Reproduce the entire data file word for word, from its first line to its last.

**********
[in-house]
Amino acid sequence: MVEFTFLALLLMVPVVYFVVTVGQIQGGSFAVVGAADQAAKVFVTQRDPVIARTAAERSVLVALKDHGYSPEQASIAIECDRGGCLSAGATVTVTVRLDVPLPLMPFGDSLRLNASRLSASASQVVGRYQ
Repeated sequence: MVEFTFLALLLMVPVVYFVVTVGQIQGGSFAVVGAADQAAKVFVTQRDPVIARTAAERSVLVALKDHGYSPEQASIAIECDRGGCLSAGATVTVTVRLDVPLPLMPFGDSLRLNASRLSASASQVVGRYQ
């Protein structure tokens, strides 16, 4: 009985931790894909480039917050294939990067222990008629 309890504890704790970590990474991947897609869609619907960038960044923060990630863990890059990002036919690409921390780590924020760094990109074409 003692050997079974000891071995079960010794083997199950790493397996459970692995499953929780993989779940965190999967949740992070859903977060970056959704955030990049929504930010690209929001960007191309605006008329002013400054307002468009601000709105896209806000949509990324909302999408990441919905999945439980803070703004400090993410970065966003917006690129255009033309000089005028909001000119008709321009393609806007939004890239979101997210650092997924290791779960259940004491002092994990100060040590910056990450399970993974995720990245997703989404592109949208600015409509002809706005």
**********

[in-house]
Amino acid sequence: MVEFTFLALLLMVPVVYFVVTVGQIQGGSFAVVGAADQAAKVFVTQRDPVIARTAAERSVLVALKDHGYSPEQASIAIECDRGGCLSAGATVTVTVRLDVPLPLMPFGDSLRLNASRLSASASQVVGRYQ
Repeated sequence: MVEFTFLALLLMVPVVYFVVTVGQIQGGSFAVVGAADQAAKVFVTQRDPVIARTAAERSVLVALKDHGYSPEQASIAIECDRGGCLSAGATVTVTVRLDVPLPLMPFGDSLRLNASRLSASASQVVGRYQ
């Protein structure tokens, strides 16, 4: 009985931790894909480039917050294939990067222990008629 309890504890704790970590990474991947897609869609619907960038960044923060990630863990890059990002036919690409921390780590924020760094990109074409 003692050997079974000891071995079960010794083997199950790493397996459970692995499953929780993989779940965190999967949740992070859903977060970056959704955030990049929504930010690209929001960007191309605006008329002013400054307002468009601000709105896209806000949509990324909302999408990441919905999945439980803070703004400090993410970065966003917006690129255009033309000089005028909001000119008709321009393609806007939004890239979101997210650092997924290791779960259940004491002092994990100060040590910056990450399970993974995720990245997703989404592109949208600015409509002809706005």